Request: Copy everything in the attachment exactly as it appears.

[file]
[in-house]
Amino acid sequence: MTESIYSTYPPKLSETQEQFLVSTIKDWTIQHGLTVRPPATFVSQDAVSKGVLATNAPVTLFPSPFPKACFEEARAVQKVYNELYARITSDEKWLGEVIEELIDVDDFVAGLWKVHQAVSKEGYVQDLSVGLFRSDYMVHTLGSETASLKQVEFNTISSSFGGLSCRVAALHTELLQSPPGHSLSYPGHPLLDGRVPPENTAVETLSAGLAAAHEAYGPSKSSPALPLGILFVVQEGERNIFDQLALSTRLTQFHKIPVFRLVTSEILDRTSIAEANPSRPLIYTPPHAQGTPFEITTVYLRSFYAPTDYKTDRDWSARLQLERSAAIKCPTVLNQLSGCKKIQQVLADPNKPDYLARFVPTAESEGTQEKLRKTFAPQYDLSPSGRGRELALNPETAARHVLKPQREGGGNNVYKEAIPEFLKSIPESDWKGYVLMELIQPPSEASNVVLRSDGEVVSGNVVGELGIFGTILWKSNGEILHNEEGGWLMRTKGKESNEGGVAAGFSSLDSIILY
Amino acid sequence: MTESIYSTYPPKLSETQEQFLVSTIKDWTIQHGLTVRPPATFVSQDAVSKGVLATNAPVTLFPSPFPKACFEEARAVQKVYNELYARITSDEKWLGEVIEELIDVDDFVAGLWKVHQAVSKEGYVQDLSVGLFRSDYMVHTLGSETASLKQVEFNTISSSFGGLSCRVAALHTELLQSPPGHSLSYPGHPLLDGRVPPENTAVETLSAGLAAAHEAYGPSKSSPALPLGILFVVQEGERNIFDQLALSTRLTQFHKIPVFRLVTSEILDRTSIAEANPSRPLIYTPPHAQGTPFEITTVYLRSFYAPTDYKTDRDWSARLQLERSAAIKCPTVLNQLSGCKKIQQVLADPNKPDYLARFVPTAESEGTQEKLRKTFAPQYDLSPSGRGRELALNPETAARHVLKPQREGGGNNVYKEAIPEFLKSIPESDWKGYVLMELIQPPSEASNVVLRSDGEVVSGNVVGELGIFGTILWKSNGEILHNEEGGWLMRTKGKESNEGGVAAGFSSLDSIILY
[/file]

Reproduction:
[in-house]
Amino acid sequence: MTESIYSTYPPKLSETQEQFLVSTIKDWTIQHGLTVRPPATFVSQDAVSKGVLATNAPVTLFPSPFPKACFEEARAVQKVYNELYARITSDEKWLGEVIEELIDVDDFVAGLWKVHQAVSKEGYVQDLSVGLFRSDYMVHTLGSETASLKQVEFNTISSSFGGLSCRVAALHTELLQSPPGHSLSYPGHPLLDGRVPPENTAVETLSAGLAAAHEAYGPSKSSPALPLGILFVVQEGERNIFDQLALSTRLTQFHKIPVFRLVTSEILDRTSIAEANPSRPLIYTPPHAQGTPFEITTVYLRSFYAPTDYKTDRDWSARLQLERSAAIKCPTVLNQLSGCKKIQQVLADPNKPDYLARFVPTAESEGTQEKLRKTFAPQYDLSPSGRGRELALNPETAARHVLKPQREGGGNNVYKEAIPEFLKSIPESDWKGYVLMELIQPPSEASNVVLRSDGEVVSGNVVGELGIFGTILWKSNGEILHNEEGGWLMRTKGKESNEGGVAAGFSSLDSIILY
Amino acid sequence: MTESIYSTYPPKLSETQEQFLVSTIKDWTIQHGLTVRPPATFVSQDAVSKGVLATNAPVTLFPSPFPKACFEEARAVQKVYNELYARITSDEKWLGEVIEELIDVDDFVAGLWKVHQAVSKEGYVQDLSVGLFRSDYMVHTLGSETASLKQVEFNTISSSFGGLSCRVAALHTELLQSPPGHSLSYPGHPLLDGRVPPENTAVETLSAGLAAAHEAYGPSKSSPALPLGILFVVQEGERNIFDQLALSTRLTQFHKIPVFRLVTSEILDRTSIAEANPSRPLIYTPPHAQGTPFEITTVYLRSFYAPTDYKTDRDWSARLQLERSAAIKCPTVLNQLSGCKKIQQVLADPNKPDYLARFVPTAESEGTQEKLRKTFAPQYDLSPSGRGRELALNPETAARHVLKPQREGGGNNVYKEAIPEFLKSIPESDWKGYVLMELIQPPSEASNVVLRSDGEVVSGNVVGELGIFGTILWKSNGEILHNEEGGWLMRTKGKESNEGGVAAGFSSLDSIILY